Retail stores or “mercantile” properties, as defined by the various building codes, include everything from small mom-and-pop stores in free-standing buildings to multiple stores in a strip mall, from large, enclosed malls to big-box stores selling books, hardware or whatever. Each of these facilities presents different fire alarm system challenges.
The single store may only require a simple conventional fire alarm system with a few detection devices and notification appliances to meet the protection goals of the owner. In many cases, the owner will want a combination fire alarm and security system. Generally speaking, the single-store owner has a strong interest in protecting his or her investment. At the same time, such an owner often has limited funds to pay for proper detection.
This can present a dangerous situation and contractors need to avoid providing a fire alarm system based on what the owner can afford. Your best advice is to become the owner’s “expert” so that he or she will come to rely on your expertise.
When asked to install fire alarm systems in “strip” malls that consist of one building with multiple individually owned stores, contractors need to ensure their understanding of building ownership and how each store’s protection will interface with the building fire alarm system. Depending on the construction of the building, notification may need to take place at a single store alarm, or in all of the stores in the building. Zoning—telling the fire department where the alarm originated—provides an important means of avoiding a delayed response to the store where the alarm condition originated.
Large malls offer a more complex situation, with the fire alarm systems interfaced to sophisticated smoke control systems and providing voice communications to partially evacuate or relocate the employees and shoppers. Individual stores and backrooms at these facilities can present a complex challenge. Regular coordination with other tradespeople and the fire department will prove important to a successful installation. To assure profit when installing these large systems, a contractor must have a complete understanding of how the fire alarm system will operate. He or she must also assign one or two key installation teams to work solely on it.
Big-box retail stores with a warehouse format present a unique environment and risks. Some of the issues identified as features of these stores include the following: large fuel loading in a warehouse format of storage, combined with exposure to the public; high ceilings and vast spaces; and poor visibility of exits and cloaking of notification appliances because of store size, shelf height and smoke. Also, in this store format, fires can grow rapidly and smoke descends quickly to obstruct sightlines.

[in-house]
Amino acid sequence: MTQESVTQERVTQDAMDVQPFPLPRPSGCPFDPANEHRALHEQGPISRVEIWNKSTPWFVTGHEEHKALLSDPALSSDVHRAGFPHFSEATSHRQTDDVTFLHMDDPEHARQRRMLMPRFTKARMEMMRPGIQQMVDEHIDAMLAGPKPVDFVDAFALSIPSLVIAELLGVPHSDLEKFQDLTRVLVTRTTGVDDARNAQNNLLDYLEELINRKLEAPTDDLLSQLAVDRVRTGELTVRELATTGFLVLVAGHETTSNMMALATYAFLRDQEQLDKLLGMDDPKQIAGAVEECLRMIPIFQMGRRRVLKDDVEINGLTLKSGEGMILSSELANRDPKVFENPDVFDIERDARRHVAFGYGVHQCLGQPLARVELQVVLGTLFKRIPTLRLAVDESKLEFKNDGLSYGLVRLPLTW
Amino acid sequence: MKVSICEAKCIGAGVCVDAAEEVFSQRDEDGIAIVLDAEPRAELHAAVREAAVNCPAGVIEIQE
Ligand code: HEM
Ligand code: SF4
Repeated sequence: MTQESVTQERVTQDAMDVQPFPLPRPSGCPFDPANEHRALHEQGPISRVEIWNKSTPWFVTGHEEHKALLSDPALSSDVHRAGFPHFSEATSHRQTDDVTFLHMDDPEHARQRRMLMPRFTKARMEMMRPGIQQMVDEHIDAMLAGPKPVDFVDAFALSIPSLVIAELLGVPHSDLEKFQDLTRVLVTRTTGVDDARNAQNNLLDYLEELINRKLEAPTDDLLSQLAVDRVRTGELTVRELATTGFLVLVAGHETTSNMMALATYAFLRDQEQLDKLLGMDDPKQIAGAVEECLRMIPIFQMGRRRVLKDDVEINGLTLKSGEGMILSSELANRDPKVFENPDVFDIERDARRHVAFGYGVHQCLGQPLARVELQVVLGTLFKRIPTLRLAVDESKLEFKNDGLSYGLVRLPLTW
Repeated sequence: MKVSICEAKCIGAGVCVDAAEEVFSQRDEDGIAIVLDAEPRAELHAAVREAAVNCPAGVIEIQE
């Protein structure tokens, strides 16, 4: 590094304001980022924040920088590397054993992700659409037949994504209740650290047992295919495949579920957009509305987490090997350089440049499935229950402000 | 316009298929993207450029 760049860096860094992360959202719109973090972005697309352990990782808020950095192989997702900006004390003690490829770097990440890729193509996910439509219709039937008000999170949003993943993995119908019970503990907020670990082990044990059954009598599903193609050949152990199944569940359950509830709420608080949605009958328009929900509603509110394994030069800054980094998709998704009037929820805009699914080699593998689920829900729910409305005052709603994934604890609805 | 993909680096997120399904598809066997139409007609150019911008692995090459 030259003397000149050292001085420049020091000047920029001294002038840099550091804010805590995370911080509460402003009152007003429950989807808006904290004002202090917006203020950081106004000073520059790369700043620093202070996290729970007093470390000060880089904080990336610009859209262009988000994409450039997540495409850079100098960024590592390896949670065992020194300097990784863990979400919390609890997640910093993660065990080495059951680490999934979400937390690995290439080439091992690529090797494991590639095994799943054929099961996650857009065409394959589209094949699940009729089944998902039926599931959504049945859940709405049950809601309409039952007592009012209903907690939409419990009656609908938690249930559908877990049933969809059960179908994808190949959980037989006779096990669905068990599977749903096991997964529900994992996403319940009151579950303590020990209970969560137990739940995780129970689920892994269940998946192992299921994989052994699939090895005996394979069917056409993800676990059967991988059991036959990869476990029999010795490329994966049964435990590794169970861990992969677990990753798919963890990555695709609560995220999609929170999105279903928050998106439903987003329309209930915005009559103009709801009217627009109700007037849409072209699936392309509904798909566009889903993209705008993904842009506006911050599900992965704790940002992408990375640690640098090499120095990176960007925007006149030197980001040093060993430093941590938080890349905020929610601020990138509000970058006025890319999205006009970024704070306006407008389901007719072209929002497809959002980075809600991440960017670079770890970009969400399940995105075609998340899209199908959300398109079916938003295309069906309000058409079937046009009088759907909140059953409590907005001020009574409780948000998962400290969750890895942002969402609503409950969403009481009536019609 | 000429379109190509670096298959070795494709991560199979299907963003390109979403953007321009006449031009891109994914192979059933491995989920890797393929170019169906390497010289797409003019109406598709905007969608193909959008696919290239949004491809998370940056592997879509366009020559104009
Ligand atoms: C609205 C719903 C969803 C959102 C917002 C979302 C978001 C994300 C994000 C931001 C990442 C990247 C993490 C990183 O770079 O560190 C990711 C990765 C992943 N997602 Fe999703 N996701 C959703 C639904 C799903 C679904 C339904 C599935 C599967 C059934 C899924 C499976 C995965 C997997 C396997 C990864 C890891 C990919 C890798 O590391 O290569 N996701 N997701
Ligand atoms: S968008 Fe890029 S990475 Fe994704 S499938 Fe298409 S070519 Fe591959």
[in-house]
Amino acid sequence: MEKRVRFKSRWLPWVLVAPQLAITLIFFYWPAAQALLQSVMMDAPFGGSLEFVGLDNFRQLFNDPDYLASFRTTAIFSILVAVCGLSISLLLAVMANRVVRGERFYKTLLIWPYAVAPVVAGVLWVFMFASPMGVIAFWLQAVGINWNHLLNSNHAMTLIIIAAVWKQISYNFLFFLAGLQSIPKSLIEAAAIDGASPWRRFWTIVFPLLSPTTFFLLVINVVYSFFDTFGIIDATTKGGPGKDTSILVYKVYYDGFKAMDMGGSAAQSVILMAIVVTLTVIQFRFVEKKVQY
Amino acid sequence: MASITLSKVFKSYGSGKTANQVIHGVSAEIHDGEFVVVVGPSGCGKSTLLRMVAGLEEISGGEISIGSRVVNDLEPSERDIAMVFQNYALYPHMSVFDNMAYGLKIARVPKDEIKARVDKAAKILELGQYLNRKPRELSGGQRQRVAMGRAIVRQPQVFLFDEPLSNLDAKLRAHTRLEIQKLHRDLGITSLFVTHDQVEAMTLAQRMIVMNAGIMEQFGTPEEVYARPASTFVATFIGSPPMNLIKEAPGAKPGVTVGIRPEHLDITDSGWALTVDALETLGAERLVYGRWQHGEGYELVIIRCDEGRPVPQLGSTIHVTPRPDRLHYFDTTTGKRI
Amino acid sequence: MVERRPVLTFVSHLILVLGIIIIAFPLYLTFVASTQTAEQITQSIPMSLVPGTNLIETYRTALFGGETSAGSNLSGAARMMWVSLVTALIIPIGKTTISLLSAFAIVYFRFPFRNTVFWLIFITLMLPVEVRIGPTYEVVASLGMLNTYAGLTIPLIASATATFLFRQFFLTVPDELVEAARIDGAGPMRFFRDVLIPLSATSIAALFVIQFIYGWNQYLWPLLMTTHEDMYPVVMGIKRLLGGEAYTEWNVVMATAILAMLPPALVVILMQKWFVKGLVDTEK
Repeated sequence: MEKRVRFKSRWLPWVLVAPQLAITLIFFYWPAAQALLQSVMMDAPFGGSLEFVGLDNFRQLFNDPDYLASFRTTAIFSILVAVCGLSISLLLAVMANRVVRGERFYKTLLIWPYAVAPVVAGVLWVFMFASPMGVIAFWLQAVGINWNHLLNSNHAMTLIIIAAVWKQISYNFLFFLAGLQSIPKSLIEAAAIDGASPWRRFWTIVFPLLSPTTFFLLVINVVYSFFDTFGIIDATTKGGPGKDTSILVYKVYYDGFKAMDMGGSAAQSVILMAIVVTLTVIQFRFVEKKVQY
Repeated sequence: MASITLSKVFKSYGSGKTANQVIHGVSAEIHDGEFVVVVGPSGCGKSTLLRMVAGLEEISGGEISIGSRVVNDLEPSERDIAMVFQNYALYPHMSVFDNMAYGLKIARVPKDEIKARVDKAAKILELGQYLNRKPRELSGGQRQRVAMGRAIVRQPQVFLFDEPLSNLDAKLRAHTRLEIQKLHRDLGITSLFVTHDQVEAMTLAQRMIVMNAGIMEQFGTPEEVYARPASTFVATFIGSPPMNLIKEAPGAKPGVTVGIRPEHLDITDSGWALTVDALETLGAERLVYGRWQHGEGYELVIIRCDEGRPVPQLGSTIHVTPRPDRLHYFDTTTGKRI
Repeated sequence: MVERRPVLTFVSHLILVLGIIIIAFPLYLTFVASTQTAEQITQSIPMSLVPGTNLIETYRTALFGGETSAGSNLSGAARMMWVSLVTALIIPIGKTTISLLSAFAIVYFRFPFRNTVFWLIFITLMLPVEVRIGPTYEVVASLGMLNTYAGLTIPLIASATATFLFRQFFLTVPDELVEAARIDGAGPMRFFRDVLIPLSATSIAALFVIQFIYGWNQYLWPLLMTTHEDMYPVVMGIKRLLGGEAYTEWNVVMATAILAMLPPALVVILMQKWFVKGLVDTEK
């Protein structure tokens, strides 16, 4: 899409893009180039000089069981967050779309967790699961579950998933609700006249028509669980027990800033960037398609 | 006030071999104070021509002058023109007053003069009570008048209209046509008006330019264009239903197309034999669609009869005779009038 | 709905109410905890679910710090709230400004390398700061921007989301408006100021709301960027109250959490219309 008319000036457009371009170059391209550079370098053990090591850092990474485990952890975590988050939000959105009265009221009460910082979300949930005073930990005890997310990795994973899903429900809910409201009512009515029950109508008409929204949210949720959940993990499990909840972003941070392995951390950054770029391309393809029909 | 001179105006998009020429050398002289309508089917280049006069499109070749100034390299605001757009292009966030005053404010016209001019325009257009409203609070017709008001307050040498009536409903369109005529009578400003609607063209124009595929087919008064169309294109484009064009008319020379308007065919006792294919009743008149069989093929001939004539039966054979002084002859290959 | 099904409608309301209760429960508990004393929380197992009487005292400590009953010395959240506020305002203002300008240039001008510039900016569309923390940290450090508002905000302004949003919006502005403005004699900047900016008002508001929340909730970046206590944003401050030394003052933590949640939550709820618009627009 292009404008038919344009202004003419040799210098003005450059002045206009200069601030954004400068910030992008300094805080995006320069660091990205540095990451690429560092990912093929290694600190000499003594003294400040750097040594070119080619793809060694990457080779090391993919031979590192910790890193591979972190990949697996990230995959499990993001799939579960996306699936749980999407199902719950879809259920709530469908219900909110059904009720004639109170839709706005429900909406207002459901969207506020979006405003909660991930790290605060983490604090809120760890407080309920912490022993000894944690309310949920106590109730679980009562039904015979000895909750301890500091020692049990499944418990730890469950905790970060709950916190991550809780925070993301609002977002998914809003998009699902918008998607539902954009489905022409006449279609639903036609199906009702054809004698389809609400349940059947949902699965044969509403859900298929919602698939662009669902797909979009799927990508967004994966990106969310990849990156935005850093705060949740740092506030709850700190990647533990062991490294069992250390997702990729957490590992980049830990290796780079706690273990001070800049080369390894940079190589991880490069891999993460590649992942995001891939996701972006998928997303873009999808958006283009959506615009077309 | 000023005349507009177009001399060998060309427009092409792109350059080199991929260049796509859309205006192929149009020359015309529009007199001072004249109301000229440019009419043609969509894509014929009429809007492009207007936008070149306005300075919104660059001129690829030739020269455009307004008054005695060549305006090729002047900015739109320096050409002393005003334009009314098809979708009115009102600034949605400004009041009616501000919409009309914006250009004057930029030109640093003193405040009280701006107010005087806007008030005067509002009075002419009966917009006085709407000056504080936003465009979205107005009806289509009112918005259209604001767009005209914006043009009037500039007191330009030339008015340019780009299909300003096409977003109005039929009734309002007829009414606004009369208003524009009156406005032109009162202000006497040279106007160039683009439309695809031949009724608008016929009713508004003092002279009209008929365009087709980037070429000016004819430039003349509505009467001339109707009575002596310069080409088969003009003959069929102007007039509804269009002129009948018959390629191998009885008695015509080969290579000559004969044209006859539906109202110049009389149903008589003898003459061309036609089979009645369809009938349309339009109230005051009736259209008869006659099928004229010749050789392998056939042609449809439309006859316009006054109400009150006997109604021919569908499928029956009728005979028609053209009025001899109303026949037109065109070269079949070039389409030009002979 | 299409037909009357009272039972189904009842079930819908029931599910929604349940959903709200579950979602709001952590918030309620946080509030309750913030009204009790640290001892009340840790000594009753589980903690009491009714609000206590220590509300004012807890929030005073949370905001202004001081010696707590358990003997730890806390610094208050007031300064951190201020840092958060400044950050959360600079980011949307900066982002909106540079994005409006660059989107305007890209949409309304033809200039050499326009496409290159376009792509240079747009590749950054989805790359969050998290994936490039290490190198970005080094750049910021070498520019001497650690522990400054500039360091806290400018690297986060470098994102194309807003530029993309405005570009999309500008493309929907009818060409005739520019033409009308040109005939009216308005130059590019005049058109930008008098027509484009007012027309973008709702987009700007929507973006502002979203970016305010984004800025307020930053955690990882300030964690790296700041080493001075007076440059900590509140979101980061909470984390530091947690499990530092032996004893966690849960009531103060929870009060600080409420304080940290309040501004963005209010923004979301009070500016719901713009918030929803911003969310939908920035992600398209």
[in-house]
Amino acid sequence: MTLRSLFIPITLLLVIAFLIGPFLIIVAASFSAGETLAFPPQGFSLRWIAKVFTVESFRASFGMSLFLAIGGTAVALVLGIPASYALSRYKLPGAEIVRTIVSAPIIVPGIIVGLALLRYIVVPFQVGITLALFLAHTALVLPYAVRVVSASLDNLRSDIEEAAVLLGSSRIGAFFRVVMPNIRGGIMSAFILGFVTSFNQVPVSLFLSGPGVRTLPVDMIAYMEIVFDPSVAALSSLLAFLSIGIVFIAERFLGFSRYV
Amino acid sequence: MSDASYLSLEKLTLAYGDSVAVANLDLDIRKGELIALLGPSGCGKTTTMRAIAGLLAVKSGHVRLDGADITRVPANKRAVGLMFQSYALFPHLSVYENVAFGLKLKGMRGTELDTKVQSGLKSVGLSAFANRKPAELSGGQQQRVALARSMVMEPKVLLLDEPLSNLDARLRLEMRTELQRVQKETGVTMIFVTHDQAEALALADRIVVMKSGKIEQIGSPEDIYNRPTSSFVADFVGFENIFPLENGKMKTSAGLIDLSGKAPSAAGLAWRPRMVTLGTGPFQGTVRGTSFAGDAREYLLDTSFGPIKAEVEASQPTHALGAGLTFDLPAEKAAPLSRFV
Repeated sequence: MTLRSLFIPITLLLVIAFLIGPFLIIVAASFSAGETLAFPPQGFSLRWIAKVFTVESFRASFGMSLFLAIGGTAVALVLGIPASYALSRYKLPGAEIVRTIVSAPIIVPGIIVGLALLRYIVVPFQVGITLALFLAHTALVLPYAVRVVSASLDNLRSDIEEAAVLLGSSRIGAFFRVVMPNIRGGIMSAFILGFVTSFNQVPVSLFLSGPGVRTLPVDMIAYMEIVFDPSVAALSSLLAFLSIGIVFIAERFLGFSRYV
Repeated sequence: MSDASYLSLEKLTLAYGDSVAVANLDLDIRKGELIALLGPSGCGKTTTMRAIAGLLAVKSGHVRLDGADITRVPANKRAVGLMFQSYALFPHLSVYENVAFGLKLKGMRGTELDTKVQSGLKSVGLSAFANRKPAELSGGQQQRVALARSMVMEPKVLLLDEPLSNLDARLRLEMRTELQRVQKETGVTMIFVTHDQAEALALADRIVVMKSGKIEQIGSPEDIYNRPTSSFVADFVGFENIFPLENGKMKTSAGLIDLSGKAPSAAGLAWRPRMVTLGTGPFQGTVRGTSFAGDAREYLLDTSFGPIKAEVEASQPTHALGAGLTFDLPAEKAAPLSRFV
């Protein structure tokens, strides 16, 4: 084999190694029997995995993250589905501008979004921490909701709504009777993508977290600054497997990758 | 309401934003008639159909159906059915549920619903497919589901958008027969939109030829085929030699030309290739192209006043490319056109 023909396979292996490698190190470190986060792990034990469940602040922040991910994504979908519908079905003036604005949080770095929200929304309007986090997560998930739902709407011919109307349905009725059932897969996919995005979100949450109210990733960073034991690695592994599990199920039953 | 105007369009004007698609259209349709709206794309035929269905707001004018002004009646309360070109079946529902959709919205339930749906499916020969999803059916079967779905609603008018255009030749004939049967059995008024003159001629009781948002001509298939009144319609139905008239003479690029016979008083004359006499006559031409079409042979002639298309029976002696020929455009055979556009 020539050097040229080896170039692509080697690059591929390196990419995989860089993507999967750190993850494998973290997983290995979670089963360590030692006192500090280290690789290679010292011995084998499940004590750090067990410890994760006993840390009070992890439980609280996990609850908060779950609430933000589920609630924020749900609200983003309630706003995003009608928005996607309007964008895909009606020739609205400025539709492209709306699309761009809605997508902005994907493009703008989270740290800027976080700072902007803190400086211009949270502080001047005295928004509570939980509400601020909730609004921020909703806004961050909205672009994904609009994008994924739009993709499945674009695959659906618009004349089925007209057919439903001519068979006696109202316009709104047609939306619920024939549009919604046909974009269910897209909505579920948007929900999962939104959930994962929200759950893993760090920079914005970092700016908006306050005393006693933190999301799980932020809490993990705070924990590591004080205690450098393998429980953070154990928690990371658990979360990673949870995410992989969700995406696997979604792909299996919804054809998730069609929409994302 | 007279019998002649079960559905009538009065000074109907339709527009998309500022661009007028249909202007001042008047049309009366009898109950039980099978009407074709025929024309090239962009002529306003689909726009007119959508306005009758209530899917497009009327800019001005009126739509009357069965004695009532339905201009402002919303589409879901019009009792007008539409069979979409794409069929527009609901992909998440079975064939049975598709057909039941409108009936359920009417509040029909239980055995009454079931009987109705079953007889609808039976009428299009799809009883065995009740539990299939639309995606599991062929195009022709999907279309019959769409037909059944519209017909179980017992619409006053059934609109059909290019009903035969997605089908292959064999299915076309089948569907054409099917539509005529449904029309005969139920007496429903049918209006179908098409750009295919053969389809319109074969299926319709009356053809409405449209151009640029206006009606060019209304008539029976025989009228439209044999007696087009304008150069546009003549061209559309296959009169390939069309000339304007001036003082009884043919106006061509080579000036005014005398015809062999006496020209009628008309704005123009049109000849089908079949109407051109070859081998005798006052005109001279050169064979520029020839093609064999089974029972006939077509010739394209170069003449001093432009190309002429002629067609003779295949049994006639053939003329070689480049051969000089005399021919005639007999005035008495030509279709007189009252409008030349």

Bulk retail stores provide home improvement products, and store a wide variety of these products on metal racks in the same area in which the store presents them for sale. Different products can end up near each other in the racks. For example, the arrangement might place pool chemicals packaged in various types of plastic containers and cardboard cartons on one end of one side of the double-row racks, while the storage area on the other side of the longitudinal vertical flue contains charcoal, lighter fluid, barbecue equipment and other barbecue supplies.
All of these issues impact the fire alarm system design. And, they especially impact the alarm notification appliance layout. The contract should carefully consider the opening day “stocked and ready” store configuration before installing the appliances in these stores.
According to National Fire Protection Association statistics, about one of every 10 reported structure fires in store or mercantile properties started on the sales or showroom area; seven percent started in the kitchen; 7 percent started on exterior wall surfaces; 6 percent started in laundry rooms or areas; 5 percent began in maintenance shops or areas; 5 percent originated in attics, ceiling/roof assemblies or concealed spaces; and 5 percent began in supply storage rooms or areas.
From 1994 through 1998, an average of 17,900 outside and other fires on or in store and mercantile properties per year caused an average of one civilian death, 69 civilian injuries, and $7.2 million in direct property damage per year. An average of 12,300 vehicle fires on these premises caused three civilian deaths, 102 civilian injuries and $28.7 million in direct property damage per year.
Contractors who want to get involved in specifying detection devices and their layout in accordance with the National Fire Alarm Code, NFPA 72-2002, should consider the reality of the statistics and issues of concern to retail fire protection and life safety in general.
In order to provide a reliably operating fire alarm system and still make a profit, it’s wise for the contractor to carefully review the type of retail facility and install the precise fire alarm system needed. Planning before the installation often proves more important than actually doing the work.
MOORE, a licensed fire protection engineer, frequent speaker and an expert in the life safety field, is a co-editor of the current National Fire Alarm Code Handbook. Moore is a principal with Hughes Associates Inc. at the Warwick, R.I., office.